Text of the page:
Tax extenders have also been thrown quietly into big pieces of legislation; the last package passed as part of the January 2013 fiscal cliff deal. And even those who hate some of the tax breaks have been willing to accept them to keep the parts they do like – whether it’s to let teachers write off school supplies they buy for their classrooms or prevent strapped homeowners from having to pay taxes on cancelled mortgage debt. An army of industry lobbyists have also pushed legislators to protect their parochial interests and claim getting rid of any number of them would be “job-killing.”
Finally, Congress has not traditionally offset the cost of the legislation, which allows legislators to avoid having to make the difficult decisions that have often fueled political gridlock on Capitol Hill. And Republicans aren’t insisting that they do so now, despite the $85 billion price tag of the legislation.
“Given that Congress is preventing a tax hike, tax extenders historically have not been offset,” says Julia Lawless, a spokesman for Sen. Orrin Hatch, the ranking GOP member on the Finance Committee. “At times in the past, new policy, including expansions to currently expired or expiring provisions, have been offset. That precedent would most likely not be changed in this environment.”
An earlier version of the bill had actually axed a few more provisions than usual, leaving out the so-called “NASCAR loophole,” the film/TV production credit, and many of the energy-efficiency write-offs. “The mark we released earlier this week continued in that same fashion by further reducing the number of extended tax provisions. That is the direction I believe we should be moving,” Hatch said in early April. But all but two of the tax breaks—one for energy-efficient appliances and another for expensing certain refinery property—made their way back into the Senate bill during the amendment process for the legislation.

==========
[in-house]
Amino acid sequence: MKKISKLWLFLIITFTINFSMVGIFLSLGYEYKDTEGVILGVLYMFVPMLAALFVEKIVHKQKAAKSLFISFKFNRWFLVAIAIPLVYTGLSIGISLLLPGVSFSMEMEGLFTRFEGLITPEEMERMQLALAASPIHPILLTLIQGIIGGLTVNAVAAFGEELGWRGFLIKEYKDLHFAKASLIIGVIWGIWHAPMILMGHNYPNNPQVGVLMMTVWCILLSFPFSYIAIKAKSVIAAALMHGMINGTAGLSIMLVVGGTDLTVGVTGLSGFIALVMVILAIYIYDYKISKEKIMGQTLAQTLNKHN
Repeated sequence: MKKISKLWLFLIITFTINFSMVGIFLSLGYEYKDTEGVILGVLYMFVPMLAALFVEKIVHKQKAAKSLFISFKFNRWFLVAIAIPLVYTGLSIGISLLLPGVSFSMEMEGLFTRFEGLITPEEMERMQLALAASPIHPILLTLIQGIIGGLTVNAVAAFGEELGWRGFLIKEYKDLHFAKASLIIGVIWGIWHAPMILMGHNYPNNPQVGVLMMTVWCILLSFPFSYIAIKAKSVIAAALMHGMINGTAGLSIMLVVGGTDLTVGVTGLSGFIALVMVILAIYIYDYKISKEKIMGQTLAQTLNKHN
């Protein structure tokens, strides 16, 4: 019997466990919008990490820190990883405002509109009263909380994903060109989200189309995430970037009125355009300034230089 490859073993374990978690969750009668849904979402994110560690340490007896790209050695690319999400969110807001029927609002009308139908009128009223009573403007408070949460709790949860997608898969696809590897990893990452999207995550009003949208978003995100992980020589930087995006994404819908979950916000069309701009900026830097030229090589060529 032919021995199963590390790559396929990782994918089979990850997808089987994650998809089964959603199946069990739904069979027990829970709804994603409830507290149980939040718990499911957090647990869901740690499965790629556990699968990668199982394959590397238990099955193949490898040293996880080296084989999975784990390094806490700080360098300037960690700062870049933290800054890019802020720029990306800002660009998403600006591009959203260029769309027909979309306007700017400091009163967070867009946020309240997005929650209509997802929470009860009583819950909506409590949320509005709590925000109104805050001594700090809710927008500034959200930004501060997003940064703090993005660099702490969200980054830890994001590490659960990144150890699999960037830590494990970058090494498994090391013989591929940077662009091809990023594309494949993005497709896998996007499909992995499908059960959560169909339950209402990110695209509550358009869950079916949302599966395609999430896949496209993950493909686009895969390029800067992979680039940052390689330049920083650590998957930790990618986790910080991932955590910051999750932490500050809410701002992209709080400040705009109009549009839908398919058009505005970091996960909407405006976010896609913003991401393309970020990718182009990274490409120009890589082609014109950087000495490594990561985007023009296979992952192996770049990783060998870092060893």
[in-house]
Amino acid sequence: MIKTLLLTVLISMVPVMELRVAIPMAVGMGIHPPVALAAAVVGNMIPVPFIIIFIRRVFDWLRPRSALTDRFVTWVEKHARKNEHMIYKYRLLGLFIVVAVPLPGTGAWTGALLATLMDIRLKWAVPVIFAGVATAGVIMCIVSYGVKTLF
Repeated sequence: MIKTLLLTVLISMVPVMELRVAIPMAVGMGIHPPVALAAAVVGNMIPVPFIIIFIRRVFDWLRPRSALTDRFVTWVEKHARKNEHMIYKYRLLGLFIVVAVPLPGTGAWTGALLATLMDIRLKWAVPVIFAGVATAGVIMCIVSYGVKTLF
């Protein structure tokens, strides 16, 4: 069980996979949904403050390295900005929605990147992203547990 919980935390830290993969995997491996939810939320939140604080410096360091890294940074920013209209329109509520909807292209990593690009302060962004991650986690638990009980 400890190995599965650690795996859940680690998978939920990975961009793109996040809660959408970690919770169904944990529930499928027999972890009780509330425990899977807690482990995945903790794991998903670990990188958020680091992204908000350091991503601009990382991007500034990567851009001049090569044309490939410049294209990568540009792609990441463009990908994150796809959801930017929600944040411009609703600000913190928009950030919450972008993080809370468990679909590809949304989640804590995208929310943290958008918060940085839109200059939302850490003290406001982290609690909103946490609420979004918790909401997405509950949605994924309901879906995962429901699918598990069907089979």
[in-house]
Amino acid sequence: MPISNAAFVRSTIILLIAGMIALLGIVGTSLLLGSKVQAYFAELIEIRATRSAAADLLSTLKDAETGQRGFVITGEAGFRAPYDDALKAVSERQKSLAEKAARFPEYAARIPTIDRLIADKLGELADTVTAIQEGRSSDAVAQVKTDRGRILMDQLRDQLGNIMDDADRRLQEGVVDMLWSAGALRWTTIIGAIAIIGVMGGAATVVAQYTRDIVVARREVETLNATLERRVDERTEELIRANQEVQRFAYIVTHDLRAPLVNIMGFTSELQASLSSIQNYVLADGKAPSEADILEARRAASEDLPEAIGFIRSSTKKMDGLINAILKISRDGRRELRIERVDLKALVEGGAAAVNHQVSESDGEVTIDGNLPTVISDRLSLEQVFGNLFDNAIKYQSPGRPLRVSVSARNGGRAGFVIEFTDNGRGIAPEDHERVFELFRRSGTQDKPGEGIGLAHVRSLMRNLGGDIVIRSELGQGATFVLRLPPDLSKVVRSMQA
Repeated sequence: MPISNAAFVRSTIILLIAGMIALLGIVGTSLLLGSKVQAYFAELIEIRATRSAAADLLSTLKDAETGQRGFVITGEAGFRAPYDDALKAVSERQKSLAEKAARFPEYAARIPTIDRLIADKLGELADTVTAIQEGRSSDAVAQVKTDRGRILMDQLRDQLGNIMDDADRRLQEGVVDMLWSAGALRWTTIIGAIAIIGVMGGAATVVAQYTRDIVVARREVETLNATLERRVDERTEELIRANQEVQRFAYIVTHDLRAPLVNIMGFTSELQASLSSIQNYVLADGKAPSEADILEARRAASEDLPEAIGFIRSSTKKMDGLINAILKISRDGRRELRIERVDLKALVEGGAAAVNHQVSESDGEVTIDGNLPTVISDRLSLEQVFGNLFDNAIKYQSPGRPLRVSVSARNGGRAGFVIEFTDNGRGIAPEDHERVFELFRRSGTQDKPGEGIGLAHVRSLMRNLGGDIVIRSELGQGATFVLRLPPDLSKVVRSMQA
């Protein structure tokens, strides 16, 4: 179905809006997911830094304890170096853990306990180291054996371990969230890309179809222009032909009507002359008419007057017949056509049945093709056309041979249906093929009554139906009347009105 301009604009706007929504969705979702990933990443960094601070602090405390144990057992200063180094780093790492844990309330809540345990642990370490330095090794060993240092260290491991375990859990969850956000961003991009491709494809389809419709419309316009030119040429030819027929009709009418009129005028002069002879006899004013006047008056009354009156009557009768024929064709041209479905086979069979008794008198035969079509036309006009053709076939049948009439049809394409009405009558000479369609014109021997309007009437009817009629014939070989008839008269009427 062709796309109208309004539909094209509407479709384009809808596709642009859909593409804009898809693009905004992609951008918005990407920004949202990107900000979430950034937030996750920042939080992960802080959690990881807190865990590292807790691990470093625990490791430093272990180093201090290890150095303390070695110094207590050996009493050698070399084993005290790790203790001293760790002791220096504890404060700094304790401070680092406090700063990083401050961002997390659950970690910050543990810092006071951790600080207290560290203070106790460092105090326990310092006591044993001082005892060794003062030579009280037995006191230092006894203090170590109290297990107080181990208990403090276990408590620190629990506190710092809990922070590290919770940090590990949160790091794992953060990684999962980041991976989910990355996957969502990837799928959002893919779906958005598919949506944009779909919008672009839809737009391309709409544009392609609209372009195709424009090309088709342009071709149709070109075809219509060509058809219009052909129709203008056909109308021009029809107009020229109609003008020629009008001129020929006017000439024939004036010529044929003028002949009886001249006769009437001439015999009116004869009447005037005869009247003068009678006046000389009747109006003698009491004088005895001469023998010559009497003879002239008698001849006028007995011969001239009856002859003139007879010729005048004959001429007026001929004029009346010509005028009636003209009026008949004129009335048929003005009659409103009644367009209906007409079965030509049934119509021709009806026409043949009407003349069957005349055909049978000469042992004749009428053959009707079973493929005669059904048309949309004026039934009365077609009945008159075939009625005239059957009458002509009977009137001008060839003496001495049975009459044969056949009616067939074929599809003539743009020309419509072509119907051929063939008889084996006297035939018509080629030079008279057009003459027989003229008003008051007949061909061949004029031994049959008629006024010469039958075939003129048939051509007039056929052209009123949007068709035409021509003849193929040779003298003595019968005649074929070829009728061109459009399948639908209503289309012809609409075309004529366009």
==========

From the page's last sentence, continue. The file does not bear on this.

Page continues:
No one in Congress really likes doing things this way, agreeing that the better approach would be to evaluate each tax break on its merits, decide which would become a permanent part of the tax code, and junk the rest. That’s the basic logic behind comprehensive tax reform. But Congress has already given up on any hope of that any time soon. In fact, the major driving forces behind tax reform have already left Congress (former Senate Finance Chair Max Baucus) or are headed for the exits (retiring House Ways and Means Chair Dave Camp).
The new Senate Finance Committee Chair Ron Wyden promises this will be the very last time that Congress goes through this exercise. “This is a bi-partisan product and the Chairman has made it clear this will be the final extension,” Wyden’s office said in a statement after the bill passed out of committee. “We need to create certainty now for business and families while we work on the bigger goal of comprehensive reform—which will include putting a spotlight on each provision before deciding which deserve a permanent spot in a modern tax code.”
But there’s anger on both left and right that Congress will inevitably find a way to continue these tax breaks, as it’s done so many times before, despite Congress’ seeming inability to get anything else done.
The Club for Growth has vowed to defeat the legislation, denouncing it as an “annual special-interest orgy” and lobbying lawmakers to vote it down. “Many tax extenders are government spending disguised as tax breaks, such as a three-year depreciation for racehorses,” the group’s president Chris Chocola wrote in the Wall Street Journal.
Liberal activists are also angry about the giveaways. “It is also troubling how quickly senators appear to be able to work out a deal on tax extenders that are unpaid for and largely benefit corporations while spending months crafting an emergency unemployment benefits package that is paid for by cutting other spending,” Frank Clemente, executive director of Americans for Tax Fairness.